Traditionally served with gremolata and a small spoon to enjoy the marrow from the bone, ossobuco is a dish common of Milan that is known around the world.
As guests on our Italiaoutdoors Food and Wine Italy tours discover, Italian cuisine is very diverse in nature, exhibiting unique regional identity. But some dishes have escaped their regional borders and have been adopted throughout Italy, and even worldwide. Think Insalata Caprese, Spaghetti alla Carbonara. One dish, initially from Northern Italy, that now enjoys a world wide reputation is Ossobuco.
Ossobuco alla Milanese, hails from Milan. Ossobuco comes from the local dialect, oss bus, or “bone with a hole”. The basic ingredient for Ossobuco is veal shank, preferably the widest part of the hind shank which has a fair amount of meat around the marrow bone. Marrowbones and veal shanks were used in Italian cooking as far back as the middle ages, but it is doubtful this dish is that old. Its first appearance in a cookbook is not until 1891, in Pellegrino Artusi’s “La Scienza in Cucina e l’Arte di Mangiare Bene” (The Science in the Kitchen and the Art of Eating Well), one of the first collections of Italian national cuisine ever published.
It is traditionally seasoned just before serving with gremolata, or gremolada, a mixture of grated lemon peel, parsley and garlic. Culinary historians note that in the late 18th century, lemon, which grows in much of Italy, began to be used as a seasoning to replace more expensive spices that had to be imported, like cinnamon and cloves. Since that time, the dish has come into its own, a staple on the menu of the many osterie and trattorie in Milan, and worldwide. In Milan, it is served with risotto alla milanese, and a litte spoon for extracting every last morsel of the luscious marrow from the bone. This city takes its local dish so seriously that in 2007, the City Council included oss bus in the De.Co. (Denominazioni Comunali), officially proclaiming their ownership of this local specialty.
Recipes for Ossobuco now appear in cookbooks in France, the US, and the UK, so as one would expect, there are many variations. Should you use tomatoes? Tomatoes were not introduced to Italy until the late 19th century, so the original version probably did not include them, but today tomatoes are used more often that not. Some versions braise in the oven, others on the stove top. Variations of gremolata include other herbs like rosemary and sage, and many include an anchovy. Let your personal taste be your guide.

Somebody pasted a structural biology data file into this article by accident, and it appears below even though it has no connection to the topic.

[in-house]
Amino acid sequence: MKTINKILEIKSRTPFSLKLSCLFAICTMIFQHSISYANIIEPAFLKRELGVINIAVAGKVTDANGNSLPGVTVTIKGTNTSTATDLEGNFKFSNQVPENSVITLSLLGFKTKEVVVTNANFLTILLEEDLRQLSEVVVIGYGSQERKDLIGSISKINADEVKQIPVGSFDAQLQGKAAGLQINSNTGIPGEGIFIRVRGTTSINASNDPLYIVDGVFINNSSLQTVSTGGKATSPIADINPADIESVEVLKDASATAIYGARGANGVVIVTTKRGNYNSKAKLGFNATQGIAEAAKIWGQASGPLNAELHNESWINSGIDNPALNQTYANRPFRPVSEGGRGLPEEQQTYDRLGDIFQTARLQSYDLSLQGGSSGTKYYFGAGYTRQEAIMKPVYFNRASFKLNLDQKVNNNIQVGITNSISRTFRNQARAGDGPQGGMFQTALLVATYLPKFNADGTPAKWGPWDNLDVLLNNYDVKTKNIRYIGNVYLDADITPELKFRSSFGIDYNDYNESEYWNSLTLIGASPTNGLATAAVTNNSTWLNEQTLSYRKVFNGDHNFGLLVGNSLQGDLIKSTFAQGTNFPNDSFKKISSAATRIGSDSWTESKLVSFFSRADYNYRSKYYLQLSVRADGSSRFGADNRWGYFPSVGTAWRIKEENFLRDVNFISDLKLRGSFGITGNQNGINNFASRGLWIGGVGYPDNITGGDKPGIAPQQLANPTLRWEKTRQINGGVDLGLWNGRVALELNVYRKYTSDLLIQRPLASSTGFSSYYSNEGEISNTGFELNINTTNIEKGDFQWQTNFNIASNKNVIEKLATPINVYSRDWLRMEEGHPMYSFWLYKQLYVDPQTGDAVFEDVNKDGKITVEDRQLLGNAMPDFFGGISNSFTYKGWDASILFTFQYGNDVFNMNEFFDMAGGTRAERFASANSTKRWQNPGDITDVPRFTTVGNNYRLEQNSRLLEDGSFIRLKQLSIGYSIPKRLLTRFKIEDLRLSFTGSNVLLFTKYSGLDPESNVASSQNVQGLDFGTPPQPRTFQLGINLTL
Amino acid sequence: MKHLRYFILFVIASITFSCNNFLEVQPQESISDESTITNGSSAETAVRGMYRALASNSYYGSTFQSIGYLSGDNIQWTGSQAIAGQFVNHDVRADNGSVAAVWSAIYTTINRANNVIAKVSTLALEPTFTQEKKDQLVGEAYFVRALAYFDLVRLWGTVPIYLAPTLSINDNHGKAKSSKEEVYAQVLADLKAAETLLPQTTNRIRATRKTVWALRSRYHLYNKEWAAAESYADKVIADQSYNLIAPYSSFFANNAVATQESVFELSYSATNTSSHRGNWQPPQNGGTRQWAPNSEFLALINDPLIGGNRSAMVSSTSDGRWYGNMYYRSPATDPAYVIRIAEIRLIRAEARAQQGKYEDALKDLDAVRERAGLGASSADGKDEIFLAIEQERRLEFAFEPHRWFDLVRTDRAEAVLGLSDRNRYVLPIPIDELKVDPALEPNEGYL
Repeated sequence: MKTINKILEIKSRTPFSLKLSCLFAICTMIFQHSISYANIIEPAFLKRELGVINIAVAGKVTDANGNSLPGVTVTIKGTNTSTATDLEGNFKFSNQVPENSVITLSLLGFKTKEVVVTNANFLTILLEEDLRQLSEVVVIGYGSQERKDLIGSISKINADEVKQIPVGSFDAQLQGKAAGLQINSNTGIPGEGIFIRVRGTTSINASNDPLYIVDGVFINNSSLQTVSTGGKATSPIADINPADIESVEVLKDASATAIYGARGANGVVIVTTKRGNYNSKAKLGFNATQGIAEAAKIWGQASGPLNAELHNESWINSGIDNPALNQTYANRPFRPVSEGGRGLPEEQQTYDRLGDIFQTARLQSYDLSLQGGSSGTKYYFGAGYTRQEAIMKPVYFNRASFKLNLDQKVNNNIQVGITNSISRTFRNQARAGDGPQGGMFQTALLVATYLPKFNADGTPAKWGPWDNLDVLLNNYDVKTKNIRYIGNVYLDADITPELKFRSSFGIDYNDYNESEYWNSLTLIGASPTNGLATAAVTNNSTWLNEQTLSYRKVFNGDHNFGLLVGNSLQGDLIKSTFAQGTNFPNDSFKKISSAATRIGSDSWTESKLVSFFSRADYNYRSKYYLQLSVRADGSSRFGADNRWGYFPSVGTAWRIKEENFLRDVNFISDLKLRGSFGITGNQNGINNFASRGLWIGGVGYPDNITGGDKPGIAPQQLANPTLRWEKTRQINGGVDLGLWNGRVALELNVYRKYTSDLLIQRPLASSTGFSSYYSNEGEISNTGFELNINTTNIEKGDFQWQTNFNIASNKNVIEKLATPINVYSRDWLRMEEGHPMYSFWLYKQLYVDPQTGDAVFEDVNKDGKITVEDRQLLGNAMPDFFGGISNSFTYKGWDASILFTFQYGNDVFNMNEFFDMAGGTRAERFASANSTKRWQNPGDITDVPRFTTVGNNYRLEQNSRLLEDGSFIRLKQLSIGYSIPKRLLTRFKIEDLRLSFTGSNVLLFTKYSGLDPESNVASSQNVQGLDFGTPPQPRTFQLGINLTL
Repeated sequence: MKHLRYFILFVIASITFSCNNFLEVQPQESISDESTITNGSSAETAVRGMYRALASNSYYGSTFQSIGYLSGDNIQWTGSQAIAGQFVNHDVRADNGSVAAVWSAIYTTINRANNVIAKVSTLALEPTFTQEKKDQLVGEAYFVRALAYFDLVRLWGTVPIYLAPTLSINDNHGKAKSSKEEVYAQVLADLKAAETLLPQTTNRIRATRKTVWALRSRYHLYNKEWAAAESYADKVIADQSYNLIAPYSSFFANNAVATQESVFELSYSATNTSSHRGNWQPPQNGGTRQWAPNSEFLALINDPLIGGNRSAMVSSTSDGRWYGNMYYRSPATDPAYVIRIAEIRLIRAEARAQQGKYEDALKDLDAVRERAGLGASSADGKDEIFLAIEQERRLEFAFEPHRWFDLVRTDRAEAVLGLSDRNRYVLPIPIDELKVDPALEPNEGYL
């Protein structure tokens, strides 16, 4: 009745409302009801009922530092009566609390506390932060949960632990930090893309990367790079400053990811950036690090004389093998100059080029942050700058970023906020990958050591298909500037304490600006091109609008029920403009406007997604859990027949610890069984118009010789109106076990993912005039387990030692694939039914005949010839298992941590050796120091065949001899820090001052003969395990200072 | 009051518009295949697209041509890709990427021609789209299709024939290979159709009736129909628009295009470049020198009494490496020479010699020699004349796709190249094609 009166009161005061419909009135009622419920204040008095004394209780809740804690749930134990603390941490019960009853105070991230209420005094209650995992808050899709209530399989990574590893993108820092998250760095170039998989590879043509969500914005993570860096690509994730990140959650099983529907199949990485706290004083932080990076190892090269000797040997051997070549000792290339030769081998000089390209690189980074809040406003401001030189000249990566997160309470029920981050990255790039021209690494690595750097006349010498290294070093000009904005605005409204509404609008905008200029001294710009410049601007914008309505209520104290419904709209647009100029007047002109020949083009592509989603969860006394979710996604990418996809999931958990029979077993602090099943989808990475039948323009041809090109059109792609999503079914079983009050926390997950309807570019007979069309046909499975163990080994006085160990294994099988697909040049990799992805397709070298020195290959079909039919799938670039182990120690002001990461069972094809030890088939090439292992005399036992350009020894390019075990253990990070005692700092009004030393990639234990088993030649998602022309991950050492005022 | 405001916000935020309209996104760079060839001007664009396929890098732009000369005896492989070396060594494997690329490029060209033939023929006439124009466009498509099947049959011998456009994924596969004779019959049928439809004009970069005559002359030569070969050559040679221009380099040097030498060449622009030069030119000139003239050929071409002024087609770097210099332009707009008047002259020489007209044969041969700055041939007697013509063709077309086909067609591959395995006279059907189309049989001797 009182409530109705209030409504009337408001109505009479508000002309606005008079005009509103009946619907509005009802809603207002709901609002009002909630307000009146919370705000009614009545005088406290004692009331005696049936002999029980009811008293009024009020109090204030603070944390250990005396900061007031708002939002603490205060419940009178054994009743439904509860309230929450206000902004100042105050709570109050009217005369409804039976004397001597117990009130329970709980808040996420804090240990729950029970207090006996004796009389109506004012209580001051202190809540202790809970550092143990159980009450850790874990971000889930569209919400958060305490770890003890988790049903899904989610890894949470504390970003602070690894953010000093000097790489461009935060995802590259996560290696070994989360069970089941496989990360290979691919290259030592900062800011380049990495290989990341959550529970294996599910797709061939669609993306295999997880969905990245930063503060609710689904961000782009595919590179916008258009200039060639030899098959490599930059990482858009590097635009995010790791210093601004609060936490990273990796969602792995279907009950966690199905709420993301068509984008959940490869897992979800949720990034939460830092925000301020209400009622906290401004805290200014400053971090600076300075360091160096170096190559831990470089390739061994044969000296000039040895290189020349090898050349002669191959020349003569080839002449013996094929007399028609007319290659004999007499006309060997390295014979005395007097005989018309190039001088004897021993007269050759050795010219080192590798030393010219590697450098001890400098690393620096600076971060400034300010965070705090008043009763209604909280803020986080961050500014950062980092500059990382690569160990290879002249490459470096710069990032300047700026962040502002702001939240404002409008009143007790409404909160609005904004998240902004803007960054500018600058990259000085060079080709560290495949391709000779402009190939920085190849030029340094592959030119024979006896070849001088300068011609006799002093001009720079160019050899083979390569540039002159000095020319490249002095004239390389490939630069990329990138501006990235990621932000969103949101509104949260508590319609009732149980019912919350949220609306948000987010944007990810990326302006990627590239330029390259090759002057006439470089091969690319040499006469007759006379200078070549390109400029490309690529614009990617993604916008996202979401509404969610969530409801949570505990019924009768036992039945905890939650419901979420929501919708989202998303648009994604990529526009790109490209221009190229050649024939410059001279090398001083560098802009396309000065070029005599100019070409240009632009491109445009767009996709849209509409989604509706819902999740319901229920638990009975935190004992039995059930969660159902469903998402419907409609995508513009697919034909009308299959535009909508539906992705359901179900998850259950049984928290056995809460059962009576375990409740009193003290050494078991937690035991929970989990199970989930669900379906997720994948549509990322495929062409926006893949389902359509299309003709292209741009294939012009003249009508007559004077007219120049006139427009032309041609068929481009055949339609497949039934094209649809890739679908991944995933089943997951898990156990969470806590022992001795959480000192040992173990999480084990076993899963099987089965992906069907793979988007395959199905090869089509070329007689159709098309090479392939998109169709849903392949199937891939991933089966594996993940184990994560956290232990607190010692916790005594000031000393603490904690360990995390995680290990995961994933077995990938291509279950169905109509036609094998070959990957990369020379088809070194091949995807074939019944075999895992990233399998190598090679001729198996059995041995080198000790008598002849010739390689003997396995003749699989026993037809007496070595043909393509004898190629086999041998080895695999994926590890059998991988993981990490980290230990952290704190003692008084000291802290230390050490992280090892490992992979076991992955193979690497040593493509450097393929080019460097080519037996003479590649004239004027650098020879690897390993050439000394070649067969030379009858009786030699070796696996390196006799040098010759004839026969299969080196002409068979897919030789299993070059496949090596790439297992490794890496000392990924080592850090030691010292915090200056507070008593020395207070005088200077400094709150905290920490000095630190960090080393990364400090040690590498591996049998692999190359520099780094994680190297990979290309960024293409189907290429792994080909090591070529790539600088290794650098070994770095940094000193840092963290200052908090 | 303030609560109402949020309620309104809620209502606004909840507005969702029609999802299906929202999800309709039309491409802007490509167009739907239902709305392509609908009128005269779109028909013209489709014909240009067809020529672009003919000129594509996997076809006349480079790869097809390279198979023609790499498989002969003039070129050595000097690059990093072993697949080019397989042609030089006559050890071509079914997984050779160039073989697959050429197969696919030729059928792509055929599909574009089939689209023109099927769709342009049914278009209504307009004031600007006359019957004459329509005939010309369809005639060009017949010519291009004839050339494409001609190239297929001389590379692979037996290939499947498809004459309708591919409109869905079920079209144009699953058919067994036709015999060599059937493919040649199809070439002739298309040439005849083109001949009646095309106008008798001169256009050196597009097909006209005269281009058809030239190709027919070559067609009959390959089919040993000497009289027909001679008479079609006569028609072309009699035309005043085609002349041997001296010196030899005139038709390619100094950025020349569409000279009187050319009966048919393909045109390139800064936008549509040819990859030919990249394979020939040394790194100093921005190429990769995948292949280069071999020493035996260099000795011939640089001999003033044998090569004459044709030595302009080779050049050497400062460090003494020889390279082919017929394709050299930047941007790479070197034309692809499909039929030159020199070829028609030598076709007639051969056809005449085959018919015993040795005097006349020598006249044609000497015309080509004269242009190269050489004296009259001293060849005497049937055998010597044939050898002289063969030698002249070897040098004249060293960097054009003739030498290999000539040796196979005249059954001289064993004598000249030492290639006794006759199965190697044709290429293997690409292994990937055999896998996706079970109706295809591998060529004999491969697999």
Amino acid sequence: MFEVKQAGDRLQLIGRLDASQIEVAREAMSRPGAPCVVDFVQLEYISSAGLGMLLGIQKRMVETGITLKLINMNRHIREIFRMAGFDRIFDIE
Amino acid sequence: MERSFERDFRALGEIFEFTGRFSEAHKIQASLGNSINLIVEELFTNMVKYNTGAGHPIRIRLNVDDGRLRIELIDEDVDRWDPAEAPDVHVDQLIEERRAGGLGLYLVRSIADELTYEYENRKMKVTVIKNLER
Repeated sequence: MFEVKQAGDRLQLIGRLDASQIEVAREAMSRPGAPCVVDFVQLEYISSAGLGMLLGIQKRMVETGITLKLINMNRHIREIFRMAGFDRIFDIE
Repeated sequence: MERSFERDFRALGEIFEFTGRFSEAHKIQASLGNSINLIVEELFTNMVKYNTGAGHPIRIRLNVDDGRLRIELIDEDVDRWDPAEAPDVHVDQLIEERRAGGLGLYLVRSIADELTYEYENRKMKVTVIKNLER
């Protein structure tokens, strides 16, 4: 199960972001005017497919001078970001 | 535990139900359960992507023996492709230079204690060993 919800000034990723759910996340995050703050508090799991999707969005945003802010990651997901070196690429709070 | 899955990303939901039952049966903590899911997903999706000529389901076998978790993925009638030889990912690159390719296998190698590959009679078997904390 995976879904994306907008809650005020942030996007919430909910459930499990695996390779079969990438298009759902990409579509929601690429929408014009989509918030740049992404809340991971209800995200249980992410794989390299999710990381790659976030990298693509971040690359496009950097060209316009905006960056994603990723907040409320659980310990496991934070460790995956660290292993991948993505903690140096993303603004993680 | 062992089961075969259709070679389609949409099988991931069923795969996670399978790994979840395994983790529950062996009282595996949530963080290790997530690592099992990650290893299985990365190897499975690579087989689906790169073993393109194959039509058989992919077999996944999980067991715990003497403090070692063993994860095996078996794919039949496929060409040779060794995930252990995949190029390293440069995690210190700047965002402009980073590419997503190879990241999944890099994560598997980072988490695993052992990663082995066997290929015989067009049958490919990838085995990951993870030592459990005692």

A perfect wine to enjoy with your Ossobuco would be a robust red from Valtellina. The most prestigious zone for red wines in Lombardy, this region, located in the Alps north of Milan, is the only region outside of Piedmont to produce a Nebbiolo based red, locally called Chiavennasca.
- 4, 2- inch thick slices of veal hind shank tied
- Kosher salt and freshly ground pepper
- Flour leave out for gluten-free
- 1 tablespoon extra virgin olive oil
- 1 tablespoon butter
- 1/2 medium onion 1/4” dice
- 1 carrot 1/4” dice
- 1 celery stalk peeled and cut into 1/4” dice
- 1 teaspoon garlic minced
- 1/2 cup dry white wine
- 1 1/2 cups beef stock
- 1 1/2 cups diced canned plum tomatoes
- 2 sprigs fresh thyme
- 1 bay leaf
- 2 or 3 sprigs parsley
- 1/4 cup chopped parsley
- 1 teaspoon grated lemon peel
- 1 clove garlic minced
- 1 anchovy filet minced (optional)
- For any braise, use a heavy bottomed pot with a tight fitting lid, large enough to accommodate the veal shanks in a single layer
- Lay the veal shanks out on a sheet pan and season generously with salt and pepper. Dust with flour, shaking off the excess.
- In the large pot, heat the olive oil and butter over medium-high heat. When hot, add the shanks to the pan and brown well on all sides. Allow space between the shanks, searing them in batches if they are too large to fit nicely in the pot. You want them to sear, not steam. When nice and brown, remove from pan and set aside.
- Add the onion, carrot, and celery to the pan, and cook until beginning to soften and brown. Season with salt and pepper. Add the garlic and cook until aromatic, about 1 minute.
- Add the white wine, bring to a boil and reduce by about half.
- Place the veal shanks back in the pot on top of the vegetables. Add the stock, tomatoes, thyme, bay leaf and parsley. The shanks should be covered about half way with the liquid. Bring to a boil, then reduce to a low simmer.
- Cover the pot tightly, and allow to simmer over very low heat until the veal is very well done, and falling off of the bone, about 2 – 3 hours, depending on the size of the shanks. Alternatively, you can transfer the braise to a preheated 325° oven and cook there, rather than on the stove top. Just make sure your pot is oven-proof (no plastic handles.)
- Remove the pot from the oven, and top the shanks with the gremolata. Turn a few times to mix the gremolata into the braising liquid. Serve with risotto alla milanese. If you wish a thicker sauce, remove the shanks and reduce over high heat until it is the desired consistency.
- Combine all the ingredients in a small bowl.
Kathy Bechtel’s obsession with food and cooking began as a teenager. After years following a traditional career path as a telecommunications engineer, she left to attend culinary school and wine training, and is now combining her passions for food and wine, the outdoors, and travel as owner and Culinary Tour Director of Italiaoutdoors. In this role, Kathy leads small bicycle, skiing and walking tours that explore the authentic regional cuisines, local products and undiscovered wines of Northeastern Italy.